The government on Tuesday sought to reassure the clients of Bankia as the bank’s shares extended their sharp losses on Tuesday, a day after chairman Rodrigo Rato resigned ahead of an expected major shake-up of Spain’s fourth-biggest lender.
The share price of Bankia, which is heavily exposed to the ailing real estate sector, at one point fell by over nine percent in Tuesday’s session after falling over three percent on Monday. However, it managed to pare some of its losses to close down 4.76 percent at 2.262 euros, well below its listing price in July of last year of 3.75 euros.
Bankia’s employees also had to field a flood of questions from worried clients.
The head of the main opposition Socialist Party, Alfredo Pérez Rubalcaba on Tuesday described the government’s handling of the crisis at Bankia as “deplorable.” “That no one in the government has shown their face to explain what is happening seems to be to be deplorable,” Rubalcaba said. “I have my money in Bankia and I’m not going to do anything, but people who don’t know what is happening with their money should be assured.”
No one in the government has shown their face to explain what is happening"
The Economy Ministry issued a statement objecting to the media’s coverage of the news of Rato’s departure as a form of government “intervention.” It is widely assumed the state will inject funds into Bankia to offset the impact of potential losses from its portfolio of real estate assets. Bankia’s parent Banco Financiero y de Ahorros has already received 4.465 billion euros from the Orderly Bank Restructuring Fund (FROB).
Bankia has 31.8 billion euros in problematic loans to the sector, for which it has provisioned 8.3 billion.
The Economy Ministry said what had taken place was simply the “imminent” replacement of the chairman of the bank. Rato has recommended he be replaced by former BBVA chief executive José Ignacio Goirigolzarri. Economy Minister Luis de Guindos on Tuesday said Goirigolzarri was a banker with an “absolutely proven” reputation, domestically and internationally.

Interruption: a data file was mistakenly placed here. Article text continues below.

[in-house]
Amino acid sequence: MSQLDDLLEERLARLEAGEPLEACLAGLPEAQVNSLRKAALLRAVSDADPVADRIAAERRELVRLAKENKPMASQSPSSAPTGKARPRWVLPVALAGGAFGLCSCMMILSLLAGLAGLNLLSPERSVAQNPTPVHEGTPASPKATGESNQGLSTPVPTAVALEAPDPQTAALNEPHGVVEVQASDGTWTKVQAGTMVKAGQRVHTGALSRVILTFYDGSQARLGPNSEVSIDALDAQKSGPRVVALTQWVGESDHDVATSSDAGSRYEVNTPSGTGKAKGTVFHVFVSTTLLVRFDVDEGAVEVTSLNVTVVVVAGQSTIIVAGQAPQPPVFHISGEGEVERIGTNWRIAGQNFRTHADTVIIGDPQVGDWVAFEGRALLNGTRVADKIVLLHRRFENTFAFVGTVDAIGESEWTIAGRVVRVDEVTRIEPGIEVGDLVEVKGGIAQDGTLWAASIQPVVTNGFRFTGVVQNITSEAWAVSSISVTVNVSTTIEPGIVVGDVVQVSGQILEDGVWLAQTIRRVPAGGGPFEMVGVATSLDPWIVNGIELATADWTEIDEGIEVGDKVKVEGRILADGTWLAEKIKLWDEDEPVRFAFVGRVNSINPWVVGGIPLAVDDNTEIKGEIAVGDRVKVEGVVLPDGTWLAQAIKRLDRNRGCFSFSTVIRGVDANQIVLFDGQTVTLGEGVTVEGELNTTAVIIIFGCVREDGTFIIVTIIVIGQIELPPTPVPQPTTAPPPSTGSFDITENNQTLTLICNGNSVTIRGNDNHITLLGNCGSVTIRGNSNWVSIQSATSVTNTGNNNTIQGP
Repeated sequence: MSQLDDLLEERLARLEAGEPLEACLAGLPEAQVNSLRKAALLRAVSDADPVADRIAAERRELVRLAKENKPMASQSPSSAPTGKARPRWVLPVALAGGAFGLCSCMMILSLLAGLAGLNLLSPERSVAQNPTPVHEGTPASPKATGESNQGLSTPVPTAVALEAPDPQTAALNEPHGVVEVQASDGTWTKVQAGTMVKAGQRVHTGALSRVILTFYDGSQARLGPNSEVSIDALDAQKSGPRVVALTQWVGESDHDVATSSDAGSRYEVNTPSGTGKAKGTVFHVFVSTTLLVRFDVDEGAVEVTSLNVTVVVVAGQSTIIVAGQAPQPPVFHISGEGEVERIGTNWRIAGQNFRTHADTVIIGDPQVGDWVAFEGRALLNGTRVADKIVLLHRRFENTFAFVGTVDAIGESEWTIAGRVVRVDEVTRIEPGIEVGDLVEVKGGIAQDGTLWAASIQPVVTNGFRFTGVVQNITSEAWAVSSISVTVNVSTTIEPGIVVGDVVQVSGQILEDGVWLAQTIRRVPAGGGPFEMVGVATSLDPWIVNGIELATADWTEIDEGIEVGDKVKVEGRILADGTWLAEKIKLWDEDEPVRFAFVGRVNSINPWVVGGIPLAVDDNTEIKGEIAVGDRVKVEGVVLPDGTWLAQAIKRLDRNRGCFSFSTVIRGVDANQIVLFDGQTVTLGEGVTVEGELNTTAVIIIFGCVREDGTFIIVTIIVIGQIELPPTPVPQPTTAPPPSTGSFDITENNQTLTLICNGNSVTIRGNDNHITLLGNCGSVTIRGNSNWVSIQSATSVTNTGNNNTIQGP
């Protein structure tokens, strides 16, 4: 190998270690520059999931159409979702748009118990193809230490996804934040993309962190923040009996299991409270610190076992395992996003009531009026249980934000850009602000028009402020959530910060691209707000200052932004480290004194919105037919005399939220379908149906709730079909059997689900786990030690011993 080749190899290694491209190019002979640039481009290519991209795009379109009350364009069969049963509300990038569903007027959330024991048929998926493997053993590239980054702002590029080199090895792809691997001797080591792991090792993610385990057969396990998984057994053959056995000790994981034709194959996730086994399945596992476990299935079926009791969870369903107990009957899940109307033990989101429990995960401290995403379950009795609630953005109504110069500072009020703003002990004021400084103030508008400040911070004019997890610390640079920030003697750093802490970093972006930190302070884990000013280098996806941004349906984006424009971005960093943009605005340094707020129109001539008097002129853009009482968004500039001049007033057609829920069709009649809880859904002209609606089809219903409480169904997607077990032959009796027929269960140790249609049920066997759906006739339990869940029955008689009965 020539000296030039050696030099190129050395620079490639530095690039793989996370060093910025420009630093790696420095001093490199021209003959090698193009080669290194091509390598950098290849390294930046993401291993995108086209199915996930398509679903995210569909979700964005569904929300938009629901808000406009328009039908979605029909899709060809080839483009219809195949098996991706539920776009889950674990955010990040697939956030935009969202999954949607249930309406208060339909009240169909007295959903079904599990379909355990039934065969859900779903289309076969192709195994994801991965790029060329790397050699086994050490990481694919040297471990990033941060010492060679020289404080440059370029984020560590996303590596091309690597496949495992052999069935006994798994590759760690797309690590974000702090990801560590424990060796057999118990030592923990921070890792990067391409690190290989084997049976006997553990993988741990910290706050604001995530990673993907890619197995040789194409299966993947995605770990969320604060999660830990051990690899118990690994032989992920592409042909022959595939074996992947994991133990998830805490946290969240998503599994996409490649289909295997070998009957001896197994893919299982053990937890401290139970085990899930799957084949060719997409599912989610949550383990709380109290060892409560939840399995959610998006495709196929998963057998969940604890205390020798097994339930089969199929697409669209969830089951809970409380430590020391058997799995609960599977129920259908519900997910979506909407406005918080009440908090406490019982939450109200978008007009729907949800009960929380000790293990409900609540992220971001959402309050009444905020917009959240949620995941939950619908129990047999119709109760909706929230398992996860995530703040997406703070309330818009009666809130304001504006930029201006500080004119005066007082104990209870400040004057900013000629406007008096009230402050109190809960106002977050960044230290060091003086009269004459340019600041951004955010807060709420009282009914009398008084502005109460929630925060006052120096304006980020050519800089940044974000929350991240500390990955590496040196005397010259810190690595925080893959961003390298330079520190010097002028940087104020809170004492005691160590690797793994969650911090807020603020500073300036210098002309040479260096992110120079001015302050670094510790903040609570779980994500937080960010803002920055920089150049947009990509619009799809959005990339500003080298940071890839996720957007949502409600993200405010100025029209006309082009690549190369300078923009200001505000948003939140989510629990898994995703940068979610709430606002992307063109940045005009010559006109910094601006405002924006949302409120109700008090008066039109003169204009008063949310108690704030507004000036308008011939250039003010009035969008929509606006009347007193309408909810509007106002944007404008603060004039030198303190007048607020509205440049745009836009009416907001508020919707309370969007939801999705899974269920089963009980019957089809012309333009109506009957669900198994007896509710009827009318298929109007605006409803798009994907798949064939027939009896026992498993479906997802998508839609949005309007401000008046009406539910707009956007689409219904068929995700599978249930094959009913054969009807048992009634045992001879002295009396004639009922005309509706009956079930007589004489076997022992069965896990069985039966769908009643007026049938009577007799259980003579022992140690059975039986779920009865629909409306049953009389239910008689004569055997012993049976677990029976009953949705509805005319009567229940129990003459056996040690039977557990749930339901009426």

“Henceforth, the objective is to execute a clean-up plan, restructuring and an improvement in corporate governance that guarantees \[Bankia’s\] future viability,” the ministry said in a statement.
“The new management team should present its plans to the Bank of Spain through the normal channels,” the statement added. “The government will support the bank in all that is needed to achieve those objectives.”
De Guindos sought to reassure the bank’s customers, saying that he was “convinced” that Bankia “will continue to play an important and primordial role in the Spanish banking sector and in the development of the economy.”
Customers “should be completely reassured because it is a solvent bank with a future.”
The European commissioner for competition, Spaniard Joaquín Almunia, said if Bankia, “as it seems,” receives state funding, the government will have to submit a restructuring plan to Brussels for approval.
“However, as far as any new decisions and measures are concerned, it is a bit difficult for there to be any notification, because we don't know what they are yet, those measures,” Almunia said. He said the government has indicated it will work with the Commission “so that final decisions can be made by us within the appropriate deadlines and as quickly as possible.”